As the world becomes more and more conscious of itself politically, economically, socially and even financially and religiously, it has started to find deeper and more inconsistencies within itself.
This discovery of self has caused the breaking down of once revered beliefs among the peoples of the world.
Religion has suffered a great deal, especially Christianity in America where a Crucifix can be prohibited at some schools while Islamic hijabs are permitted.
As the world discovers more of its latent conscience, social and religious morality become targets of blame for human failure to control itself.
African families that used to pride themselves in the extended families that offered safety nets for individual family members during life’s stressful periods now watch helplessly as their families shrink more and more into nuclear units that now exclude very close blood relatives.
Intolerance has grown as individuals blame someone else for their problems. Even religion, which used to pacify us, offering us hope and enlightening us is now being blamed for the world’s woes and divisions.
The lack of self-respect, of decency, tolerance and the abuse of religion have pushed the world to the brink as is evidenced by the churning out of more and more refugees.
We are always running from something that we, ourselves, created.
Just about every country has sent a political, religious, economic or some kind of refugee somewhere else in the world. The sheer depth of intolerance has removed all lines of reason between peoples and nations.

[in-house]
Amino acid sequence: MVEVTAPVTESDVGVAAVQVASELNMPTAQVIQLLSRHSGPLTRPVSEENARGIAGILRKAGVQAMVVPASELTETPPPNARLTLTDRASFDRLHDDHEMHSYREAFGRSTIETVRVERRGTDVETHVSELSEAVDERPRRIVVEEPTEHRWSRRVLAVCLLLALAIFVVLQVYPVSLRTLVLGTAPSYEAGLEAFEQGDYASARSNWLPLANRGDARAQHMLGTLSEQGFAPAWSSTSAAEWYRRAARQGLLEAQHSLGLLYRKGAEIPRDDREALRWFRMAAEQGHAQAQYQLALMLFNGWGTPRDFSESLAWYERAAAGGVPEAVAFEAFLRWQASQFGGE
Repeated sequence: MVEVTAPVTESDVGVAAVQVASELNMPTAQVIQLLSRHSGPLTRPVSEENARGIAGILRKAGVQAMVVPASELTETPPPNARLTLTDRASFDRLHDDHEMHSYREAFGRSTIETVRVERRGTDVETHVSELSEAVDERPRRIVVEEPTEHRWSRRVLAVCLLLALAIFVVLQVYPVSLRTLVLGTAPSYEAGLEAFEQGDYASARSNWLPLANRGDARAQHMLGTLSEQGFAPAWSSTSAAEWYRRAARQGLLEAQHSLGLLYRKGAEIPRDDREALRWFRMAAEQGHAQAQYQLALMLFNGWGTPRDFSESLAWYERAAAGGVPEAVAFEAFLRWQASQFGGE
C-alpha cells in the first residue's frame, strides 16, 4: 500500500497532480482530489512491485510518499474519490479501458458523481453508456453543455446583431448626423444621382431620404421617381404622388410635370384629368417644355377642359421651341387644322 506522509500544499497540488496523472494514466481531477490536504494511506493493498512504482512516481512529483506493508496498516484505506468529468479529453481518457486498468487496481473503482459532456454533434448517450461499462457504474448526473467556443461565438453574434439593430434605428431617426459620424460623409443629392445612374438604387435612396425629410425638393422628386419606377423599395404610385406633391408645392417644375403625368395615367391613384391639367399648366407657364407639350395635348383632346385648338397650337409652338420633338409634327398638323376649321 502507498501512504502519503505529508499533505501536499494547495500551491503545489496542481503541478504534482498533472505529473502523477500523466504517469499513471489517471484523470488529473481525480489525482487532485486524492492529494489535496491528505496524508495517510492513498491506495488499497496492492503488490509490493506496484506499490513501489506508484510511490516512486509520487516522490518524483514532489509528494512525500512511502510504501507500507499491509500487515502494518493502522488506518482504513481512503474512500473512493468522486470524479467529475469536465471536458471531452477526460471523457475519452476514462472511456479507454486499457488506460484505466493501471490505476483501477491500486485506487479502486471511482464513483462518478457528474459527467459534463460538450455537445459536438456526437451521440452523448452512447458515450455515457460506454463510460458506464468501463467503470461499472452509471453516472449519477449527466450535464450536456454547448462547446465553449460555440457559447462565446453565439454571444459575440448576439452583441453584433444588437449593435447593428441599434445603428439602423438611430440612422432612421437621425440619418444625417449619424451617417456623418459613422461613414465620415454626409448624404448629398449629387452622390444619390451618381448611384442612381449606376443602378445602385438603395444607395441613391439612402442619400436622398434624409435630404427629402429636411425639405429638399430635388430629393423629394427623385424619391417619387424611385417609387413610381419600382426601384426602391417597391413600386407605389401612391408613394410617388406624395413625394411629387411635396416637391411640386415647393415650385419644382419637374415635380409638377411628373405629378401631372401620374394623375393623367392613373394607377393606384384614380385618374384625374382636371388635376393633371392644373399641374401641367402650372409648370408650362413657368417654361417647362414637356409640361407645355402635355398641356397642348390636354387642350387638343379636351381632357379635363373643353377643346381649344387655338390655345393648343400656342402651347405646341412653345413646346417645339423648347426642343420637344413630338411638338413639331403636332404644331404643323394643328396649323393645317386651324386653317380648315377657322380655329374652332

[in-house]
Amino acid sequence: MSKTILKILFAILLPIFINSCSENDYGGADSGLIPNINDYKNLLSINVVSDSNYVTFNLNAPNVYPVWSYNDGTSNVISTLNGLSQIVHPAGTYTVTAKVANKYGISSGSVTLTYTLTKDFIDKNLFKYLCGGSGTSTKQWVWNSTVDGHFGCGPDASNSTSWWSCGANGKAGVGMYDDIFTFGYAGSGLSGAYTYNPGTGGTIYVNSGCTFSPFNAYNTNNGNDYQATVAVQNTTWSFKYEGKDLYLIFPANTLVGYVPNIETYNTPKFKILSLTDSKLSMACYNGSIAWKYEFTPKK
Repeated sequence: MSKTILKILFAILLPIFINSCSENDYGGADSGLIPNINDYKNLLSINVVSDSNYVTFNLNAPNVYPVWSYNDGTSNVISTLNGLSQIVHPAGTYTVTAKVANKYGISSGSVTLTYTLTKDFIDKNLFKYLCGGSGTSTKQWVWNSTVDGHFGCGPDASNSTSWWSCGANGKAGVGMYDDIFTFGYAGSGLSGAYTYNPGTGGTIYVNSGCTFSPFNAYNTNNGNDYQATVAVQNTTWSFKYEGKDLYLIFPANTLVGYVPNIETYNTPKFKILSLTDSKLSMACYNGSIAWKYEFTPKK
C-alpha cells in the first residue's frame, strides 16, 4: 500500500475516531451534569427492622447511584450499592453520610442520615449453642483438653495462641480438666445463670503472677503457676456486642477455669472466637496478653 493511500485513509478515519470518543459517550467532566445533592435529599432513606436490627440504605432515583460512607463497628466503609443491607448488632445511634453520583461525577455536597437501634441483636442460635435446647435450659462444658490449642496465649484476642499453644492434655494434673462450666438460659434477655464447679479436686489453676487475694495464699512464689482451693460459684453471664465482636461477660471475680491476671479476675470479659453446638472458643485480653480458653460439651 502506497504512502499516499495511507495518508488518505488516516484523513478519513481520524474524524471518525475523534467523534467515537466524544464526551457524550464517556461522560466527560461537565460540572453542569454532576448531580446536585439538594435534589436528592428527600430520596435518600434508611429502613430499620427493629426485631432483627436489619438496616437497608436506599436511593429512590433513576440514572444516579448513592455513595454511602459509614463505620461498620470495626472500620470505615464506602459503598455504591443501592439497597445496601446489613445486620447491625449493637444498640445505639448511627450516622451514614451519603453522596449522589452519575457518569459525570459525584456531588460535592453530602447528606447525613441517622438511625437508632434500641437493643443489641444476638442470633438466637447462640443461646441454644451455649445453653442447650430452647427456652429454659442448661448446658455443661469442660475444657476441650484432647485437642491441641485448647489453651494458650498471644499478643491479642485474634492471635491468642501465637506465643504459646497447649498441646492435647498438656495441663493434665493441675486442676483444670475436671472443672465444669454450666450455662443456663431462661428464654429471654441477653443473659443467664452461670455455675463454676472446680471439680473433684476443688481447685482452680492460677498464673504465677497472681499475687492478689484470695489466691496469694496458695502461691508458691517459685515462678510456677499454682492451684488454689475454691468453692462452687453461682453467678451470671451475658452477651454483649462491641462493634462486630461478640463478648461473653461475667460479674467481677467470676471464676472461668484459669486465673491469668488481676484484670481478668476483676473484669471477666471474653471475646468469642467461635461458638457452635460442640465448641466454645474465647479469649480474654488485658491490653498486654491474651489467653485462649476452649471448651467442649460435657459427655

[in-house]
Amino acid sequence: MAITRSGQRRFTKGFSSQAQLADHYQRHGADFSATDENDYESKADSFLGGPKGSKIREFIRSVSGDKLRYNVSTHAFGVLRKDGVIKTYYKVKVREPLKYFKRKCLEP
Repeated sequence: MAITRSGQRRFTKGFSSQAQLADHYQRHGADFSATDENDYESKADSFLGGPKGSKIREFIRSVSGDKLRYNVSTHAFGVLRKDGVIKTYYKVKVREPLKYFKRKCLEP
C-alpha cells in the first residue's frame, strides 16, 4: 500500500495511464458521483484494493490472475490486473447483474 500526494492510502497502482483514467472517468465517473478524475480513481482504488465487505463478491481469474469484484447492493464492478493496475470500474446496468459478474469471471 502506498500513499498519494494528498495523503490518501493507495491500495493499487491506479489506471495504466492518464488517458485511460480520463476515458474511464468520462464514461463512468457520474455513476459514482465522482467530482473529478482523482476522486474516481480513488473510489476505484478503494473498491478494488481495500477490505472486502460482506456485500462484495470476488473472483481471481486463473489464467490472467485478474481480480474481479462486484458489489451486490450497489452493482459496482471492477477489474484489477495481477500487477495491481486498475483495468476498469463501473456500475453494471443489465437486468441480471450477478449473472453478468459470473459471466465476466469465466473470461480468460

While some people flee one country to seek refuge and protection in another, others flee to that same country to seek refuge and protection.
I find it a tragic irony that Zimbabwe, a very abusive country that is not at war, has millions of political and economic refugees in South Africa, the United Kingdom, Botswana, Australia, the US and many other countries in between yet, at the same time, Zimbabwe is complaining about thousands of Democratic Republic of Congo (DRC) refugees and hundreds of stateless persons (civilians who have been denationalised or whose country of origin cannot be determined or who cannot establish a right to the nationality claimed).
Zimbabwe is host to 10 860 registered refugees and asylum seekers “of which 74 percent are Congolese, 9 percent Mozambicans, 7 percent Rwandese, 7 percent Burundians and the remaining 3 percent being made up of Ethiopians, Eritreans, Malians, Ugandans, Somalis and other nationalities”.
But now, neighbouring Mozambique is, once again, faced with a growing internal military conflict and, in yet another switch of irony, more than 65 000 Mozambicans have flooded into Zimbabwe as refugees ÔÇô just like Zimbabweans once did to Mozambique.
Countries are disgustingly swapping refugees.
When I was at Botswana’s Dukwi Refugee Camp, I found out the irony of being a refugee: that, though from different countries, refugees run from the same evils.
I was a refugee fleeing Robert Mugabe’s government and among my fellow refugees in the camp were hundreds of refugees who had to run because of their support of Mugabe’s presence in the DRC to prop up the late DRC President, Laurent Kabila.
I felt very silly, irritated and angry to be in the same refugee camp with people whose lives had been threatened and disrupted by the same man – although for different reasons.